Poppy and Religious Symbols | Journal of Montreal

Promoting the presence of neutrality for all its employees is not exclusive to states. Some companies expect the same from their employees.

However, Canadians wishing to work in the world do not impose neutrality!

Multinational Whole Foods learned this the hard way when it wanted to ban its employees from wearing poppy on uniforms in their Canadian stores.

For the company, wearing this symbol is tantamount to supporting a cause and it is feared that its employees will overwhelm them in displaying their beliefs.

Following Prime Minister Trudeau’s intervention and unanimous condemnation from the House of Commons, he would finally invite his staff to wear buttonholes on Remembrance Day.

Still, playing poppy is a questionable political gesture, and the company’s argument was not without interest.

selective memory

The Prime Minister’s intervention in this matter can be compared to his reservations expressed in relation to the Quebec law on secularization of the state.

On the pretext of fundamental freedom, Mr. Trudeau wants to leave it to be able to demonstrate his faith at work, especially when it fits in with multiculturalism and patriotic zeal.

The posture of the Canadian leader is hardly surprising. Blake’s support from Yves-François Blanchett’s voice, however, leaves the suspect.

The popularity of poppy day and poppy in particular increased in the mid-1990s and has not faltered since then.

The official version is that November 11, the end of World War I Armstras Day, is a time to remember those who stood up for the nation and lost their lives. But which nation?

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The 14–18 war was a war of European empires, where Quebeckers died for England. From 39-45, the remnants of peace badly suffered by the victorious powers of the First War and another sacrifice of our own for British interests.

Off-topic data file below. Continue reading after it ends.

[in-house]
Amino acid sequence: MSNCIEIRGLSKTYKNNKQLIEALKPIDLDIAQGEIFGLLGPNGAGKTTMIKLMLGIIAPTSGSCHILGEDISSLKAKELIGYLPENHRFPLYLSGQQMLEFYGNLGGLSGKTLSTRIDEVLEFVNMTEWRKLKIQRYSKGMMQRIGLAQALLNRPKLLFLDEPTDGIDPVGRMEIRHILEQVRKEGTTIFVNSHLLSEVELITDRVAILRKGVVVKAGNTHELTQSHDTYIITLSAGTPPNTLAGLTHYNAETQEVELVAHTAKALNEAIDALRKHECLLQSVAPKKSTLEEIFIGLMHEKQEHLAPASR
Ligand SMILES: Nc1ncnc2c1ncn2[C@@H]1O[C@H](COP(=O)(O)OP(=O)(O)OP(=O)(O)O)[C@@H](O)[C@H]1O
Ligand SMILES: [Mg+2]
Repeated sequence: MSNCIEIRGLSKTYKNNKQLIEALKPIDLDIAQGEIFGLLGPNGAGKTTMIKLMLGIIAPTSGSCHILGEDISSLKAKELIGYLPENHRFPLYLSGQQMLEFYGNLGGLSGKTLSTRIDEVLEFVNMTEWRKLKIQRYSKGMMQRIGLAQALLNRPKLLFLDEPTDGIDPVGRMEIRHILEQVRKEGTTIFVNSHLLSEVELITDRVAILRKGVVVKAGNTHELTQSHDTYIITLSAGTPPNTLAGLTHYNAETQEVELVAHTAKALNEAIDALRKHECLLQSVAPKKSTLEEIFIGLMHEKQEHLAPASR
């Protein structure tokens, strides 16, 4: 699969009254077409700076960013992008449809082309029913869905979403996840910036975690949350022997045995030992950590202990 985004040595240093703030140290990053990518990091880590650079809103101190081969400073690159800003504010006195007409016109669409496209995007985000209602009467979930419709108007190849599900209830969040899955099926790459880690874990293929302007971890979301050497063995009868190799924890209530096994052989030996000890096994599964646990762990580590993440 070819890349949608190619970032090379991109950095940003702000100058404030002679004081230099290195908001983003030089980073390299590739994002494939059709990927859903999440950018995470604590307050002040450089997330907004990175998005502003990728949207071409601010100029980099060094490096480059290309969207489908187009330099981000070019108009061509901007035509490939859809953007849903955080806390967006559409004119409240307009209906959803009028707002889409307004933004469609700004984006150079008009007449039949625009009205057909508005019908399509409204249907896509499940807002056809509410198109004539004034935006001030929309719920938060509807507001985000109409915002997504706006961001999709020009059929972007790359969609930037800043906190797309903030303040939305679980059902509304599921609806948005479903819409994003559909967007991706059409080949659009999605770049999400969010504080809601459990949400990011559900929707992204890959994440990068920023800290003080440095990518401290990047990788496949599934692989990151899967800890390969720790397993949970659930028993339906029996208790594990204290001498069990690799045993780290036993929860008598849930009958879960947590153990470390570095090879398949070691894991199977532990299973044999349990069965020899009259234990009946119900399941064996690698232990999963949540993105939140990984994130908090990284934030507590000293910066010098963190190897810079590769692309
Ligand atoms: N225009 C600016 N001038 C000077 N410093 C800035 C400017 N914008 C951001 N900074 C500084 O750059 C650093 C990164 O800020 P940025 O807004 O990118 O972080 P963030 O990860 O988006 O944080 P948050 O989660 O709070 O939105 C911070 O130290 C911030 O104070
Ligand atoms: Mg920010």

On each occasion, the Canadian Parliament agreed despite Quebec’s opposition.

In Afghanistan, it was American interests that later took some Quebec troops.

On Remembrance Day, the Canadian government would like us to remember the dead and forget that they made unnecessary sacrifices.

Mutual

I am not among those who believe that we develop patriotism by advocating for war. It is also tough for Quebec, which is not really willing to send its youth overseas to wage war.

For many, the wearing of Remembrance Day and Poppy is like a promotional tool that has been carefully maintained since the 1995 referendum.

Whole Foods was perfect to see this as a reason. In this case, federal promotion of attachment to Canada.

Would it not also be that Quebec sovereignists should be able to wear a symbol in the workplace that would mark a desire to separate themselves from it?

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About the Author: Piers Parker

Alcohol maven. Incurable pop culture specialist. Communicator. Gamer. Certified explorer.

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